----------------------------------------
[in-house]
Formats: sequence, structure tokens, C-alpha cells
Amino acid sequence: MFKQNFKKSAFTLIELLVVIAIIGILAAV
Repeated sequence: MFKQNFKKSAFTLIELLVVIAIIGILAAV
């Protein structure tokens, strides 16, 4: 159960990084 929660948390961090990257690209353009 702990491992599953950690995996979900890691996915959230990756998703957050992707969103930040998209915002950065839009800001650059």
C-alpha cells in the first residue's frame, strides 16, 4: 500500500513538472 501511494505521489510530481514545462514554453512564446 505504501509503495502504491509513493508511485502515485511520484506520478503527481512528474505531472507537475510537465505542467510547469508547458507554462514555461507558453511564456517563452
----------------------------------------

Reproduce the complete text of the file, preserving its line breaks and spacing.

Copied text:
[in-house]
Formats: sequence, structure tokens, C-alpha cells
Amino acid sequence: MFKQNFKKSAFTLIELLVVIAIIGILAAV
Repeated sequence: MFKQNFKKSAFTLIELLVVIAIIGILAAV
């Protein structure tokens, strides 16, 4: 159960990084 929660948390961090990257690209353009 702990491992599953950690995996979900890691996915959230990756998703957050992707969103930040998209915002950065839009800001650059």
C-alpha cells in the first residue's frame, strides 16, 4: 500500500513538472 501511494505521489510530481514545462514554453512564446 505504501509503495502504491509513493508511485502515485511520484506520478503527481512528474505531472507537475510537465505542467510547469508547458507554462514555461507558453511564456517563452